A worrying trend may be here to stay as teens continue to obsess over their looks in Korea. Sixteen-year-old Jung, who is currently in his third year of middle school, uploaded pictures of himself to the Internet Friendship Cafe in order to get an assessment of his appearance from members of the mostly teenaged community. A younger girl, Kim, did the same, uploading a picture of her face in order to get an objective evaluation of her looks, and advice on how to improve it. This "face-rating" culture of uploading pictures of one's face for objective evaluation is popular among teens. The list of posts from teens who ask for face-ratings is so long now that the cafe has created a new menu feature: Physical Appearance Woes/Face-rating. The evaluations given by the peers either evoke confidence in these teens, or give them advice on what needs improving. There are three ratings: Orcish (ugly), Average, and Heart-Warming (attractive). Teens are given advice on what they are "lacking" and what needs "work."
One sixteen-year-old, Park, uploads a picture everytime he updates his look and asks for advice on his looks. Park says that "It’s great if I receive positive feedback, but if it’s negative, that’s okay, too ’cause I can make up for those bad points, and my friends also get advice online and change their looks, too."
While this culture of face-rating is worrisome, the majority of responses to posts consists of advice like "Why not try such and such," rather than mean comments like "You’re ugly." One student said "I’m 177cm in height and in my 3rd year of middle school, but I’ve never heard nice things about my face from my friends," and got advice from the online members such as, "If you put some wax in your hair, you can create some style," and "If you lose a bit of weight and get rid of those glasses, you’d look cooler." Another middle school student said "I have no confidence with my appearance and think I’m ugly," to which someone who said they were also in their third year said "Your nose is pretty, and your eyes are big, so overall, you are not ugly at all," and "On a scale of 1 to 6, you’d fall under a 4, so please don’t worry."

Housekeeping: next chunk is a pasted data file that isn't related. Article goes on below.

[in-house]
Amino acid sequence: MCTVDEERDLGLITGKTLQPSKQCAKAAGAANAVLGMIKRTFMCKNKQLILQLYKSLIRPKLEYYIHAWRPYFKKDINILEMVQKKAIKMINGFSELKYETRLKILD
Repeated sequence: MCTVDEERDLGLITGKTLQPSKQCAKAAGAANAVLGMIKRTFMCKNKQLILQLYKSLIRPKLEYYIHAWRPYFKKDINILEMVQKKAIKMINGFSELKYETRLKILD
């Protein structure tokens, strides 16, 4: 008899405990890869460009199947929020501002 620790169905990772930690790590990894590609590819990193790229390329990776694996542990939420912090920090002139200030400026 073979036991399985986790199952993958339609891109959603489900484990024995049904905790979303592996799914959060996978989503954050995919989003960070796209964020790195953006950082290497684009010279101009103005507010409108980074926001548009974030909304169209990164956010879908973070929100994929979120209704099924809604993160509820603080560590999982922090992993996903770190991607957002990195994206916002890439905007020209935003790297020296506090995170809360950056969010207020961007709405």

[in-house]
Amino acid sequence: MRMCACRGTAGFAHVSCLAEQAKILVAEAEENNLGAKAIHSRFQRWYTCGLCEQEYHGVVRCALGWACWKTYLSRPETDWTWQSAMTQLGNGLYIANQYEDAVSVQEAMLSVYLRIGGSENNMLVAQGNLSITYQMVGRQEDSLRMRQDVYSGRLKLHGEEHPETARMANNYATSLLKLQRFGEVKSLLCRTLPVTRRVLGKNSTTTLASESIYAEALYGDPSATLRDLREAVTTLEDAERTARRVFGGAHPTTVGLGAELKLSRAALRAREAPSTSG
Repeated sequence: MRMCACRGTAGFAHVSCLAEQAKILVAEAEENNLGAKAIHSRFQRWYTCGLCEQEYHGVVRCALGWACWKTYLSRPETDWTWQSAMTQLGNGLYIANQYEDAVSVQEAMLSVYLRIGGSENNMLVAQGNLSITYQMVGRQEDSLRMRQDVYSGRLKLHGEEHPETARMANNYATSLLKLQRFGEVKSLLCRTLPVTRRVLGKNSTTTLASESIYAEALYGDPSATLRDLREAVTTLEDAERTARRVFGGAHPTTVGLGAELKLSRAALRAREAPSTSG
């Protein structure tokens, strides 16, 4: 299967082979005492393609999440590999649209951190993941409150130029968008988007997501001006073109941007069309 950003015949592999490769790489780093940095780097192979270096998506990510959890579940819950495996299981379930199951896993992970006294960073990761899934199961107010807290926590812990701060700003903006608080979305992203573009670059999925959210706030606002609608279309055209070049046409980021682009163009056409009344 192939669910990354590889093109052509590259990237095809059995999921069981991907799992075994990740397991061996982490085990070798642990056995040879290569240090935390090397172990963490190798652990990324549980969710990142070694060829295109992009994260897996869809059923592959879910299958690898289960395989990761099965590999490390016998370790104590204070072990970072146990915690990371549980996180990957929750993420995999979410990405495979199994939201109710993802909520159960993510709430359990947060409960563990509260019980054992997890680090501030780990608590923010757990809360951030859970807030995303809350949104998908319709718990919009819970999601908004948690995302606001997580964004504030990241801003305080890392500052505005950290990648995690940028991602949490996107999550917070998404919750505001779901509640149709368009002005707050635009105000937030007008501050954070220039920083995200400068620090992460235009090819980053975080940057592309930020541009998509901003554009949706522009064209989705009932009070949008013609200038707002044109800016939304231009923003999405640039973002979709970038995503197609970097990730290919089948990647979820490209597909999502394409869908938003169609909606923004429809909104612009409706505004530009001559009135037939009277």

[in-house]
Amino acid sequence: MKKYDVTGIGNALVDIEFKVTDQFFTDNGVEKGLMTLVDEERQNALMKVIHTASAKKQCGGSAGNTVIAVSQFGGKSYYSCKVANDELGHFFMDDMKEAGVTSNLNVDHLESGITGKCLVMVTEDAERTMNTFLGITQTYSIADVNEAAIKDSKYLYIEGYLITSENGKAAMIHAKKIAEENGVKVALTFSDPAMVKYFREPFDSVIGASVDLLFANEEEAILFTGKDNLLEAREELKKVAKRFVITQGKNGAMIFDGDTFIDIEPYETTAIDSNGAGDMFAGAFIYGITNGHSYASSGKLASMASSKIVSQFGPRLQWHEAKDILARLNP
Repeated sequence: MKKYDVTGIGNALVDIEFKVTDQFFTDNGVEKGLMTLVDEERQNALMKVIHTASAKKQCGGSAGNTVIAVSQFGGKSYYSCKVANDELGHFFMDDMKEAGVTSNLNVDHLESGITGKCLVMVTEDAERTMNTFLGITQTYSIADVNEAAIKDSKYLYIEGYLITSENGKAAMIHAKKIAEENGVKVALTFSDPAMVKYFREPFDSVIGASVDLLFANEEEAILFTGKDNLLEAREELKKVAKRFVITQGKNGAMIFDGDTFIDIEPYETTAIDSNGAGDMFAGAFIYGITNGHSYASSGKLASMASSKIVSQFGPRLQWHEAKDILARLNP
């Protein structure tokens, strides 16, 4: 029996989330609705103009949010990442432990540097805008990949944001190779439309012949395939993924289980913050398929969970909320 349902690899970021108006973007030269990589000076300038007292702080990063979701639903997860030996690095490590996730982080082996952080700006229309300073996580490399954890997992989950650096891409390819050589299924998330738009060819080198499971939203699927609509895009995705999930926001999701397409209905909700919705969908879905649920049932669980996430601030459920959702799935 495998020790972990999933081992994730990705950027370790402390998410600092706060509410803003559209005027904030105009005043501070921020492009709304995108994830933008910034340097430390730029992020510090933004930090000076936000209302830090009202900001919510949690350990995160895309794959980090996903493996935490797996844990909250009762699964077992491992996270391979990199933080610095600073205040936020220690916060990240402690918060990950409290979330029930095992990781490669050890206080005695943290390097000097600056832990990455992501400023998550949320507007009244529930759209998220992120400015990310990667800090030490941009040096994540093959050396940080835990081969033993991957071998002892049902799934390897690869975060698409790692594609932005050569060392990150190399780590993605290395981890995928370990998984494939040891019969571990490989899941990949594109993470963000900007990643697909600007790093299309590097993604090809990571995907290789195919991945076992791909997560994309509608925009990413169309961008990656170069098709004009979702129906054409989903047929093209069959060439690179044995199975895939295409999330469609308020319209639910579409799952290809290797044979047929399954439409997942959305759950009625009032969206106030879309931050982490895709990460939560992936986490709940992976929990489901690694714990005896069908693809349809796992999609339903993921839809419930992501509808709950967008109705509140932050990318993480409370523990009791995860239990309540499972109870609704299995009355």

However, this still raises concerns, as a part of this culture is a reflection of an adult culture of lookism. Professor Kwak Geum Joo of Seoul National University
's Psychology Department analyzed that "Since children are a mini version of adults, this shows that our society’s lookism and favor toward cosmetic surgery is even influencing our children" and "the adolescent tendency to get recognition and an evaluation of one’s appearance is interlinked with the Internet, creating a culture of so-called ‘face-rating.'’’ He advises, "Since the main concern of adolescents is their appearances, if they receive bad feedback from face-rating, they would feel hurt, and this can also have a negative effect to their personality." He also says, "It’s important for friends and family to try to compliment unconfident teenagers and help them find their other positive points."
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